A Metropolitan Police officer could face criminal charges over the fatal shooting of Chris Kaba after the police watchdog handed over evidence to the Crown Prosecution Service.

Amanda Rowe, the director of operations at the Independent Office of Police Conduct (IOPC), said: “During the investigation the officer was advised that they were under criminal investigation for murder and following the conclusion of our investigation we have referred a file of evidence to the CPS to determine whether to charge the officer.”

The IOPC concluded its investigation into the 24-year-old’s death earlier this month before confirming its recommendations on Thursday.

It has been eight months since Mr Kaba was shot by a police officer on 5 September last year.

He was driving an Audi that had been linked by police to a firearms incident the previous day, an inquest heard in October. He was unarmed and not being treated as a suspect.

That night, officers began to follow him in an unmarked armed response vehicle (ARV) with no lights or sirens, recognising the Audi near the A202 in Camberwell Green at around 9.52pm.

He eventually made a left turn into Kirkstall Gardens, a street in Streatham, south London, at around 10.07pm, where a marked police vehicle was parked with the intention of joining the other police vehicles behind the Audi once it had passed the junction.

More on Chris Kaba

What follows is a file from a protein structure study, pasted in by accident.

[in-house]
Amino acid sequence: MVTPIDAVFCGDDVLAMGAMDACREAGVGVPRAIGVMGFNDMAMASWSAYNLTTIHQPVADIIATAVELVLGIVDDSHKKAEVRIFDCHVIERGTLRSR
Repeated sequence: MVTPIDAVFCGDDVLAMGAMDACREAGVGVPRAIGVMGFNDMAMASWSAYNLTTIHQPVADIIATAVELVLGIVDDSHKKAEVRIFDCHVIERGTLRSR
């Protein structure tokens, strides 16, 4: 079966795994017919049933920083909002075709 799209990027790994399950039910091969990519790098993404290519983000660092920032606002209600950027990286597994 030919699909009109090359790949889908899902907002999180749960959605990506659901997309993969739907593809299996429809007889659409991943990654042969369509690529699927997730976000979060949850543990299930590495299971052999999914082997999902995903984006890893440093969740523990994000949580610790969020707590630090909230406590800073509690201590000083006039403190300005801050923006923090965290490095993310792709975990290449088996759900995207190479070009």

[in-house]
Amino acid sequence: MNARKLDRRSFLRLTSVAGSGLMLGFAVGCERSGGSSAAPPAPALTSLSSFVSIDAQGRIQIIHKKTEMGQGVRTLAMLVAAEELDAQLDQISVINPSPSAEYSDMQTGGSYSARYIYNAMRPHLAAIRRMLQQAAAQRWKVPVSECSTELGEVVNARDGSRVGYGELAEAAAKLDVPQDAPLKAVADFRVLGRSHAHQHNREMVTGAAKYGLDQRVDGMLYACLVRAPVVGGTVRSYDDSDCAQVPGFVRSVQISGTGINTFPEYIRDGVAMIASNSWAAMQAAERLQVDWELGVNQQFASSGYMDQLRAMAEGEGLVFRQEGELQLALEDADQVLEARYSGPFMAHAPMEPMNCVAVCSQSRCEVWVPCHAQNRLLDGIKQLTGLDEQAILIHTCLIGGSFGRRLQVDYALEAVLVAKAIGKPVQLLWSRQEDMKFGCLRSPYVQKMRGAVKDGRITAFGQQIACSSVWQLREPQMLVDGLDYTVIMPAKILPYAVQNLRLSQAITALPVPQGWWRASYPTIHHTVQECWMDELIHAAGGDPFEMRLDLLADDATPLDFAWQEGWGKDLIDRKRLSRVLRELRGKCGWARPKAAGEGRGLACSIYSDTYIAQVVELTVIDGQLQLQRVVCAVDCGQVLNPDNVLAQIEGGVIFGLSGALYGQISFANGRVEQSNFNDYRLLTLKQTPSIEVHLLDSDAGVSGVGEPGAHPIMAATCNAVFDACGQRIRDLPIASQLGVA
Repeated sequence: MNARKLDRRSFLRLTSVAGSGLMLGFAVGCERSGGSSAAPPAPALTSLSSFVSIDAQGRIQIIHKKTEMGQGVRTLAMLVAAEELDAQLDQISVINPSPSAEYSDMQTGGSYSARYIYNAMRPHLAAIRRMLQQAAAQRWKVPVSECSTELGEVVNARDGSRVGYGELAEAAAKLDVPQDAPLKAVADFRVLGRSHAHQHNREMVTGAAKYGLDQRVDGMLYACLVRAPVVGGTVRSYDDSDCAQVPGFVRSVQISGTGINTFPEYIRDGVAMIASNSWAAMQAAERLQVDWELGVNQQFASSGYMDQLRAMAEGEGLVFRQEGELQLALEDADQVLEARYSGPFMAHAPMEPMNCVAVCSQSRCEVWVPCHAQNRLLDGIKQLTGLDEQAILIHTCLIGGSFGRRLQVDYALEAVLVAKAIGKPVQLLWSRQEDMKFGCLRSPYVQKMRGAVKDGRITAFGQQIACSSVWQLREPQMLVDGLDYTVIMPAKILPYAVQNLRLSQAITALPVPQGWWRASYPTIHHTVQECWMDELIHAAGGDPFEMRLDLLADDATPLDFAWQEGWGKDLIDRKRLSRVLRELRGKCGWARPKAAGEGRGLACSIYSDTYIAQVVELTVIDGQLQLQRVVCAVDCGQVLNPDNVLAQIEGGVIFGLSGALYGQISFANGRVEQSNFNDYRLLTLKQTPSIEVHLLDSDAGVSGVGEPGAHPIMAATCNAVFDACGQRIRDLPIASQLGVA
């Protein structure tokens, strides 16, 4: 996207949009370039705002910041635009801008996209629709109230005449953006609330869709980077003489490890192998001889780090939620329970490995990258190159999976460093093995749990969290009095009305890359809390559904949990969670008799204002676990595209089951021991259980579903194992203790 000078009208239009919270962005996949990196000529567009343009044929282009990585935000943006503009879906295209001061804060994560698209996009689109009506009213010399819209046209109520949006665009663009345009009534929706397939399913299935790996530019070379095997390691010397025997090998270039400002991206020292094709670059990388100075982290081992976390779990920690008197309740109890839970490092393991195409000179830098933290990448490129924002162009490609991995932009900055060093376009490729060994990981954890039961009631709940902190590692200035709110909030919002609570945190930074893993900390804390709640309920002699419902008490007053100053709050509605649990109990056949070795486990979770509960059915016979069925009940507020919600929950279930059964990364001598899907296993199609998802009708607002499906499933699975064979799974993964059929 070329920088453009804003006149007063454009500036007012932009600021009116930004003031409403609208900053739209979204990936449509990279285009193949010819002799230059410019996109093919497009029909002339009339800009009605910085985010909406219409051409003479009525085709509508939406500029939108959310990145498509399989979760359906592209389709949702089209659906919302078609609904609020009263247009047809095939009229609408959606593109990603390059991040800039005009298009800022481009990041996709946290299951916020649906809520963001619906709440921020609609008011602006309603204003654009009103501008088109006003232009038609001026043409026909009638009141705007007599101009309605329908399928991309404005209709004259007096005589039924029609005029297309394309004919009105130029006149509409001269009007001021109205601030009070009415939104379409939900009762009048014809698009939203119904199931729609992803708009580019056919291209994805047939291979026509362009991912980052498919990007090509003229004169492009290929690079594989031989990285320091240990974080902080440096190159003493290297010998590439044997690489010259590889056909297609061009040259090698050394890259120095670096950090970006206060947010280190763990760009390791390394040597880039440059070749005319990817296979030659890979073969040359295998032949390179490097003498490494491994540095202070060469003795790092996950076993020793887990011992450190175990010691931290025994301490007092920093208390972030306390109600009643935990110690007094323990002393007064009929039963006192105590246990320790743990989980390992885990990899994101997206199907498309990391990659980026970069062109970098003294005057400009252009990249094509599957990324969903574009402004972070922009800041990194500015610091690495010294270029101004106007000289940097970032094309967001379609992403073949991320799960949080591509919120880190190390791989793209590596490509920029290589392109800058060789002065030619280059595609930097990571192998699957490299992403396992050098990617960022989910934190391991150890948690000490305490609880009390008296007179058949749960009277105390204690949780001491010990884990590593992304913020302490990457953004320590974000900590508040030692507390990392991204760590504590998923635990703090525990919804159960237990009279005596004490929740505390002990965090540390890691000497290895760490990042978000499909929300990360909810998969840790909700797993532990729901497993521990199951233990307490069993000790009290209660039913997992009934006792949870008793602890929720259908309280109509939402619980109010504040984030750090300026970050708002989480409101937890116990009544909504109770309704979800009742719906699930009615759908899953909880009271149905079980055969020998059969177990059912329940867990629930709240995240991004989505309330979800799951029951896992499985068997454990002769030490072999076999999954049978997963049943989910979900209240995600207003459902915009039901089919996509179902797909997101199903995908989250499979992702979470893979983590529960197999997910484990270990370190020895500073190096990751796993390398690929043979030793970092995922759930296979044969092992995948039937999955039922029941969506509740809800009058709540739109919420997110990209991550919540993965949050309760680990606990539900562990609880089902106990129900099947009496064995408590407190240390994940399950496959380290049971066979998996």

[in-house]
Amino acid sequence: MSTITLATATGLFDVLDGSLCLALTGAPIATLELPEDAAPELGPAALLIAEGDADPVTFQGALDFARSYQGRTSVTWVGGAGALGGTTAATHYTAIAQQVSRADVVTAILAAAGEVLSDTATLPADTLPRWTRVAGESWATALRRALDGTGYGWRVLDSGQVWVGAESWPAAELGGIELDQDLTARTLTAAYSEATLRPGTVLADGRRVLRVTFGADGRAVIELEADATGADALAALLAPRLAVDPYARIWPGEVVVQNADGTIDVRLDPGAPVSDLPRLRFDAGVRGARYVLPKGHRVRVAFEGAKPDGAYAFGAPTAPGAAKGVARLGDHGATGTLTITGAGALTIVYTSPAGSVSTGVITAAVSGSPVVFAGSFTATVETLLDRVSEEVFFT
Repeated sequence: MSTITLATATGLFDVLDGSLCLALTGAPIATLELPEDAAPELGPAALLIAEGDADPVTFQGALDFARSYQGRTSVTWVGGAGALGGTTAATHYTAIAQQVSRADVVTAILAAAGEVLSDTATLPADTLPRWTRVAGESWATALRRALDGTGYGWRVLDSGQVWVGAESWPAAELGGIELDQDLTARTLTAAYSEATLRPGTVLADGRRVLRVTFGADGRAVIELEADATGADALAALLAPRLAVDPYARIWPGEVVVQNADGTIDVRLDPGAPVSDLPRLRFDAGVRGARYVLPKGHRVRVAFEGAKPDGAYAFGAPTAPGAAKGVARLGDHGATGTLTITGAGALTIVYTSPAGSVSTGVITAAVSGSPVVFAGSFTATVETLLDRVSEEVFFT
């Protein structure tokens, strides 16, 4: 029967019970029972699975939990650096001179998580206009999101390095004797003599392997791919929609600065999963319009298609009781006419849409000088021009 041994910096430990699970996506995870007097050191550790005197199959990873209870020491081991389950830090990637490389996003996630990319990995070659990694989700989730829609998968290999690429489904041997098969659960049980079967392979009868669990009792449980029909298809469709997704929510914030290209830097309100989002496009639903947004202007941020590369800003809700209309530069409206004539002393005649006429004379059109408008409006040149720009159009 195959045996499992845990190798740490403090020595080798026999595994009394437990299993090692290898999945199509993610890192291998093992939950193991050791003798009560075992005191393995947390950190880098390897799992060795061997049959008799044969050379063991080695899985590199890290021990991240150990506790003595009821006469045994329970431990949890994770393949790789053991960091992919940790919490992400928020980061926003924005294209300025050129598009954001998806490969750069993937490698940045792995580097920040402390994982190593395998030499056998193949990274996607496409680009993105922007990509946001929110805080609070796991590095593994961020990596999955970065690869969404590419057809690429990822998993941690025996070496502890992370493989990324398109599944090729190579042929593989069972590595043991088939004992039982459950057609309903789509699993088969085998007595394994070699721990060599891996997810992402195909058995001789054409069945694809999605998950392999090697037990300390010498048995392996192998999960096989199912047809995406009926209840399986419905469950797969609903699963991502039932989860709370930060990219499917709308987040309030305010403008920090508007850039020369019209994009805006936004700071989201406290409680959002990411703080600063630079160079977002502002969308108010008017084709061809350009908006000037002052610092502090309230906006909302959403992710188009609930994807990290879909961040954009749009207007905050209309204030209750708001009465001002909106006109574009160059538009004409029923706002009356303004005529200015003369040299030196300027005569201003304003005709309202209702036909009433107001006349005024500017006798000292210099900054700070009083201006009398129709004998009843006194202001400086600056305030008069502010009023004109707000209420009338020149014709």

The IOPC said that at this point “the evidence suggests there was contact made between the Audi driven by Mr Kaba and the police vehicles”.

The father-to-be was then killed by a single shot fired through his windscreen, by an officer known as NX121.

His killing was followed by protests and community events led by his family.

He never got to meet his baby daughter, who was born after his death, just days before his funeral.

Speaking to Sky News in March, to mark the six-month anniversary of his death, his parents said they have felt unable to grieve while the legal proceedings continued.

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Chris Kaba’s parents: ‘We need answers’

“We want answers for our questions: our boy was killed – why?” said his father Prosper Kaba. “It’s been hard, very hard. All of it has been hurting hard. My family is devastated, my life is devastated. There is no more life.”

His mother, Helen Lumuanganu, added: “Enough is enough, I need an answer.

“I need to grieve for my son. We need a verdict, we need to grieve for Chris.”

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